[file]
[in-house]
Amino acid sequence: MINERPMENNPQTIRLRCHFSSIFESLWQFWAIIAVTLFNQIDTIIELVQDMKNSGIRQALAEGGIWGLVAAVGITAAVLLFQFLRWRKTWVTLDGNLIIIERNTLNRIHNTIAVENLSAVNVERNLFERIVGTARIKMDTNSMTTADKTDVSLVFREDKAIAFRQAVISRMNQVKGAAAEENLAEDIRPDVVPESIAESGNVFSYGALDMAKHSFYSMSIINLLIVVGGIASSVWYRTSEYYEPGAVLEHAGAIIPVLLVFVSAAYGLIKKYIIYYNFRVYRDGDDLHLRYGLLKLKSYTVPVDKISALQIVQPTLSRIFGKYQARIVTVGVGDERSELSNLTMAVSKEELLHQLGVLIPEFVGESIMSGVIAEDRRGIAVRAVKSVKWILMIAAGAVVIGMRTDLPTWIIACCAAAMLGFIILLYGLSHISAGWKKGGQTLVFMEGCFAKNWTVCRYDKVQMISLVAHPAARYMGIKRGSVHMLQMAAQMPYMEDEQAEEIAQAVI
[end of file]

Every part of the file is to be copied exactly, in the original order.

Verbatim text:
[in-house]
Amino acid sequence: MINERPMENNPQTIRLRCHFSSIFESLWQFWAIIAVTLFNQIDTIIELVQDMKNSGIRQALAEGGIWGLVAAVGITAAVLLFQFLRWRKTWVTLDGNLIIIERNTLNRIHNTIAVENLSAVNVERNLFERIVGTARIKMDTNSMTTADKTDVSLVFREDKAIAFRQAVISRMNQVKGAAAEENLAEDIRPDVVPESIAESGNVFSYGALDMAKHSFYSMSIINLLIVVGGIASSVWYRTSEYYEPGAVLEHAGAIIPVLLVFVSAAYGLIKKYIIYYNFRVYRDGDDLHLRYGLLKLKSYTVPVDKISALQIVQPTLSRIFGKYQARIVTVGVGDERSELSNLTMAVSKEELLHQLGVLIPEFVGESIMSGVIAEDRRGIAVRAVKSVKWILMIAAGAVVIGMRTDLPTWIIACCAAAMLGFIILLYGLSHISAGWKKGGQTLVFMEGCFAKNWTVCRYDKVQMISLVAHPAARYMGIKRGSVHMLQMAAQMPYMEDEQAEEIAQAVI